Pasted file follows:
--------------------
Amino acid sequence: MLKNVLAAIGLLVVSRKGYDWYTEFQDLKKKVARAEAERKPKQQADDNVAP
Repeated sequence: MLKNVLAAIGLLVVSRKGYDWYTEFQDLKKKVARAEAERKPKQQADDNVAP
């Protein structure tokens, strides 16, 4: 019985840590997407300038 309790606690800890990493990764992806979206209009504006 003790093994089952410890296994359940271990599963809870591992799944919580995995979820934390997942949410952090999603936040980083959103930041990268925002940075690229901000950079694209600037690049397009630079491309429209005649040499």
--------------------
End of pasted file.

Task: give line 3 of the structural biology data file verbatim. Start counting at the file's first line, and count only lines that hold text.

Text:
């Protein structure tokens, strides 16, 4: 019985840590997407300038 309790606690800890990493990764992806979206209009504006 003790093994089952410890296994359940271990599963809870591992799944919580995995979820934390997942949410952090999603936040980083959103930041990268925002940075690229901000950079694209600037690049397009630079491309429209005649040499």